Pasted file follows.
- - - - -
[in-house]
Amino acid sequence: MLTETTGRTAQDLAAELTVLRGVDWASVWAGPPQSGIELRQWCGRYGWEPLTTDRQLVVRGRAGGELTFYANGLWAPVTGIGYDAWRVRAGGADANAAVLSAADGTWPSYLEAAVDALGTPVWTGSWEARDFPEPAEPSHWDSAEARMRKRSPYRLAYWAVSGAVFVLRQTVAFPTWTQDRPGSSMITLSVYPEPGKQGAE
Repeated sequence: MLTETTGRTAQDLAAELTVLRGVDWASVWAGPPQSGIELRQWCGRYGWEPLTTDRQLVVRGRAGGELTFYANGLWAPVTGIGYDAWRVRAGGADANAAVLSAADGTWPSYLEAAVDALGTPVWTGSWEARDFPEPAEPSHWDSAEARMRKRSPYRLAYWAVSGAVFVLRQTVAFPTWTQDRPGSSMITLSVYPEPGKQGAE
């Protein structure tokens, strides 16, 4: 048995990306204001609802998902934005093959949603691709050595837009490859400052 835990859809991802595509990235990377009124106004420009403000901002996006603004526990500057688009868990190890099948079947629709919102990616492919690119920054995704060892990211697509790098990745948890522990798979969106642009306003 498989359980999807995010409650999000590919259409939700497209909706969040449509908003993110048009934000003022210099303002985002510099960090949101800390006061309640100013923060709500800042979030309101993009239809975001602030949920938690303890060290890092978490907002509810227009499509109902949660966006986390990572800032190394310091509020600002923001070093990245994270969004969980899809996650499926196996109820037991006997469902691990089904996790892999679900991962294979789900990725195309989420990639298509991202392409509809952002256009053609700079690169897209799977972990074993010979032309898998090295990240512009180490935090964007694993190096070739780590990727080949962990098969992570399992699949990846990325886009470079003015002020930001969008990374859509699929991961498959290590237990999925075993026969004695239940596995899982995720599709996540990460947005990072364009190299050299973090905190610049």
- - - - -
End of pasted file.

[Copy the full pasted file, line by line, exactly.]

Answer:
[in-house]
Amino acid sequence: MLTETTGRTAQDLAAELTVLRGVDWASVWAGPPQSGIELRQWCGRYGWEPLTTDRQLVVRGRAGGELTFYANGLWAPVTGIGYDAWRVRAGGADANAAVLSAADGTWPSYLEAAVDALGTPVWTGSWEARDFPEPAEPSHWDSAEARMRKRSPYRLAYWAVSGAVFVLRQTVAFPTWTQDRPGSSMITLSVYPEPGKQGAE
Repeated sequence: MLTETTGRTAQDLAAELTVLRGVDWASVWAGPPQSGIELRQWCGRYGWEPLTTDRQLVVRGRAGGELTFYANGLWAPVTGIGYDAWRVRAGGADANAAVLSAADGTWPSYLEAAVDALGTPVWTGSWEARDFPEPAEPSHWDSAEARMRKRSPYRLAYWAVSGAVFVLRQTVAFPTWTQDRPGSSMITLSVYPEPGKQGAE
């Protein structure tokens, strides 16, 4: 048995990306204001609802998902934005093959949603691709050595837009490859400052 835990859809991802595509990235990377009124106004420009403000901002996006603004526990500057688009868990190890099948079947629709919102990616492919690119920054995704060892990211697509790098990745948890522990798979969106642009306003 498989359980999807995010409650999000590919259409939700497209909706969040449509908003993110048009934000003022210099303002985002510099960090949101800390006061309640100013923060709500800042979030309101993009239809975001602030949920938690303890060290890092978490907002509810227009499509109902949660966006986390990572800032190394310091509020600002923001070093990245994270969004969980899809996650499926196996109820037991006997469902691990089904996790892999679900991962294979789900990725195309989420990639298509991202392409509809952002256009053609700079690169897209799977972990074993010979032309898998090295990240512009180490935090964007694993190096070739780590990727080949962990098969992570399992699949990846990325886009470079003015002020930001969008990374859509699929991961498959290590237990999925075993026969004695239940596995899982995720599709996540990460947005990072364009190299050299973090905190610049």